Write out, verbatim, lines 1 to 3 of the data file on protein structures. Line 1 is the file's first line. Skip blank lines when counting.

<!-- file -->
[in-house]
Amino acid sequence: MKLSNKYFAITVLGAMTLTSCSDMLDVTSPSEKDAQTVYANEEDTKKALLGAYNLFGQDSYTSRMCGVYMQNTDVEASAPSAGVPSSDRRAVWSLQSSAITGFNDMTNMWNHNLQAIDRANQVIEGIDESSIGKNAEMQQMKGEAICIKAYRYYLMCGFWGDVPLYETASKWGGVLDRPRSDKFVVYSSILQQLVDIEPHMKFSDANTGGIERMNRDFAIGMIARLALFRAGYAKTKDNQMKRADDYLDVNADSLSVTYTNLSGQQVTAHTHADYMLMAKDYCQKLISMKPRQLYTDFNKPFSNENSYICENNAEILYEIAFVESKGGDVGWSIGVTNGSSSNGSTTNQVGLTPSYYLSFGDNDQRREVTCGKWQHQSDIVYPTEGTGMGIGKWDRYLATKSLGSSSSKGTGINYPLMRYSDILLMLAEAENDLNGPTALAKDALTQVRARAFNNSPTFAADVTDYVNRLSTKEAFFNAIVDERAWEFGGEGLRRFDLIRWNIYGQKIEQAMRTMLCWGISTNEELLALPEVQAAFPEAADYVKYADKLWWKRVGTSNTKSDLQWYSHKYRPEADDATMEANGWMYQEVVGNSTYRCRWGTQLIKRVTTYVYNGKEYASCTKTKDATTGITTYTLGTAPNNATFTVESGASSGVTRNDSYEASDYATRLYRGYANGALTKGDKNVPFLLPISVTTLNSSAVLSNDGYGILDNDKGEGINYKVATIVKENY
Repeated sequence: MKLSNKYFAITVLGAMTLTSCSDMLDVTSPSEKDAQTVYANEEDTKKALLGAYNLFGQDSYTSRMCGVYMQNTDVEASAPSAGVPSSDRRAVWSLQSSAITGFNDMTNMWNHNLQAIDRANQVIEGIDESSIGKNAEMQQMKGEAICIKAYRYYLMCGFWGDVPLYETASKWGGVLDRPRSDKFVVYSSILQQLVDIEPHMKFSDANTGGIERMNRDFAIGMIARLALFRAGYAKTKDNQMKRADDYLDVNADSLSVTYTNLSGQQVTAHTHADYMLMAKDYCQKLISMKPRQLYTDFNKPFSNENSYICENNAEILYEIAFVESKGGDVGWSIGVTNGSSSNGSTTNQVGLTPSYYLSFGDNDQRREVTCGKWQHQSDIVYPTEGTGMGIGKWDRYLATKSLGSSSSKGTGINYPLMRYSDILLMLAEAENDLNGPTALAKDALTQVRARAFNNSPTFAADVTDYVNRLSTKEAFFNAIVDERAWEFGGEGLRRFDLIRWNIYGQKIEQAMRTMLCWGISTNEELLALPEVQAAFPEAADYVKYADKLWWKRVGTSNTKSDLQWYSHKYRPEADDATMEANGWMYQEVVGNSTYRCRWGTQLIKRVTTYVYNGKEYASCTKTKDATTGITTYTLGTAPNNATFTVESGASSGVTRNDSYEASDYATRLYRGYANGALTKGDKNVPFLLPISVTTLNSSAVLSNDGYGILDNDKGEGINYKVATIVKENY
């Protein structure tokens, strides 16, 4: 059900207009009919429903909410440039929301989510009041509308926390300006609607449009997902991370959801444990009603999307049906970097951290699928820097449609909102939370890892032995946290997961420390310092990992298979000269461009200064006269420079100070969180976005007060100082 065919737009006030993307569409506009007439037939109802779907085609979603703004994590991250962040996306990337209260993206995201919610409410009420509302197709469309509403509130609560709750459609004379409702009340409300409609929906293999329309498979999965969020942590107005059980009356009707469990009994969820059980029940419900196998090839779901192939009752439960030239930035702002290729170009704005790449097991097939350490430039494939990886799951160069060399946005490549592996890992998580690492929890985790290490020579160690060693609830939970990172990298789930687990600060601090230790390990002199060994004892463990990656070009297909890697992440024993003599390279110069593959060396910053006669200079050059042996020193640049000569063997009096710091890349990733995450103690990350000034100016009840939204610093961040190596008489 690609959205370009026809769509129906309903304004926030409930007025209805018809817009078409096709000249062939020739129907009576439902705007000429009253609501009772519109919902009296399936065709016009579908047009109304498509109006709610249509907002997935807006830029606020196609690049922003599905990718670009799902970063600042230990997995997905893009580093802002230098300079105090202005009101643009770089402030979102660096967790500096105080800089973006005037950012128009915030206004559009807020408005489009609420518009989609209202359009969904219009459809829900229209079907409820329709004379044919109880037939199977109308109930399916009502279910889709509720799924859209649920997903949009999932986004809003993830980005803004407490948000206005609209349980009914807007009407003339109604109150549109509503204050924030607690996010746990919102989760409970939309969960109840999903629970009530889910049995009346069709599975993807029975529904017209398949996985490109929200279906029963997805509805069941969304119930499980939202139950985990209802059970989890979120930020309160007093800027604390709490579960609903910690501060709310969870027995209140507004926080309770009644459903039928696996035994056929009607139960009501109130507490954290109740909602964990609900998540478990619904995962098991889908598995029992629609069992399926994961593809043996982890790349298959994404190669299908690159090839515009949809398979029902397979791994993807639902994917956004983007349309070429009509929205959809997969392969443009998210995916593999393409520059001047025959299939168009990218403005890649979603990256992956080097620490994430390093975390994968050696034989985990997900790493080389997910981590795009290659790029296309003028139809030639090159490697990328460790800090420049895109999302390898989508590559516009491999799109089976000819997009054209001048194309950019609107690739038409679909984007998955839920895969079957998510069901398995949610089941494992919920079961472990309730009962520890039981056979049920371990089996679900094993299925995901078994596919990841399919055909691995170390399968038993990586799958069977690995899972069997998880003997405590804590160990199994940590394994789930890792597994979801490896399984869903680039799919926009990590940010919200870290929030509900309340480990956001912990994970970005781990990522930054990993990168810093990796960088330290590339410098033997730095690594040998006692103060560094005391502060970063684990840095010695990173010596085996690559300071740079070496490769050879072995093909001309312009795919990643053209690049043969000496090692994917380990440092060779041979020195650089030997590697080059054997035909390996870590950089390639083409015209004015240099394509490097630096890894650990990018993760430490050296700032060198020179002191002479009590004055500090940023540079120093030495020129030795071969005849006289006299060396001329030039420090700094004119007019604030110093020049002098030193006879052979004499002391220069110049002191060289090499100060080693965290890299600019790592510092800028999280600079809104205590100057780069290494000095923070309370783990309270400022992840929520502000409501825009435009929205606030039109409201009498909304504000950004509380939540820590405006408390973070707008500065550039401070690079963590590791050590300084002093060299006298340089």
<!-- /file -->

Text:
[in-house]
Amino acid sequence: MKLSNKYFAITVLGAMTLTSCSDMLDVTSPSEKDAQTVYANEEDTKKALLGAYNLFGQDSYTSRMCGVYMQNTDVEASAPSAGVPSSDRRAVWSLQSSAITGFNDMTNMWNHNLQAIDRANQVIEGIDESSIGKNAEMQQMKGEAICIKAYRYYLMCGFWGDVPLYETASKWGGVLDRPRSDKFVVYSSILQQLVDIEPHMKFSDANTGGIERMNRDFAIGMIARLALFRAGYAKTKDNQMKRADDYLDVNADSLSVTYTNLSGQQVTAHTHADYMLMAKDYCQKLISMKPRQLYTDFNKPFSNENSYICENNAEILYEIAFVESKGGDVGWSIGVTNGSSSNGSTTNQVGLTPSYYLSFGDNDQRREVTCGKWQHQSDIVYPTEGTGMGIGKWDRYLATKSLGSSSSKGTGINYPLMRYSDILLMLAEAENDLNGPTALAKDALTQVRARAFNNSPTFAADVTDYVNRLSTKEAFFNAIVDERAWEFGGEGLRRFDLIRWNIYGQKIEQAMRTMLCWGISTNEELLALPEVQAAFPEAADYVKYADKLWWKRVGTSNTKSDLQWYSHKYRPEADDATMEANGWMYQEVVGNSTYRCRWGTQLIKRVTTYVYNGKEYASCTKTKDATTGITTYTLGTAPNNATFTVESGASSGVTRNDSYEASDYATRLYRGYANGALTKGDKNVPFLLPISVTTLNSSAVLSNDGYGILDNDKGEGINYKVATIVKENY
Repeated sequence: MKLSNKYFAITVLGAMTLTSCSDMLDVTSPSEKDAQTVYANEEDTKKALLGAYNLFGQDSYTSRMCGVYMQNTDVEASAPSAGVPSSDRRAVWSLQSSAITGFNDMTNMWNHNLQAIDRANQVIEGIDESSIGKNAEMQQMKGEAICIKAYRYYLMCGFWGDVPLYETASKWGGVLDRPRSDKFVVYSSILQQLVDIEPHMKFSDANTGGIERMNRDFAIGMIARLALFRAGYAKTKDNQMKRADDYLDVNADSLSVTYTNLSGQQVTAHTHADYMLMAKDYCQKLISMKPRQLYTDFNKPFSNENSYICENNAEILYEIAFVESKGGDVGWSIGVTNGSSSNGSTTNQVGLTPSYYLSFGDNDQRREVTCGKWQHQSDIVYPTEGTGMGIGKWDRYLATKSLGSSSSKGTGINYPLMRYSDILLMLAEAENDLNGPTALAKDALTQVRARAFNNSPTFAADVTDYVNRLSTKEAFFNAIVDERAWEFGGEGLRRFDLIRWNIYGQKIEQAMRTMLCWGISTNEELLALPEVQAAFPEAADYVKYADKLWWKRVGTSNTKSDLQWYSHKYRPEADDATMEANGWMYQEVVGNSTYRCRWGTQLIKRVTTYVYNGKEYASCTKTKDATTGITTYTLGTAPNNATFTVESGASSGVTRNDSYEASDYATRLYRGYANGALTKGDKNVPFLLPISVTTLNSSAVLSNDGYGILDNDKGEGINYKVATIVKENY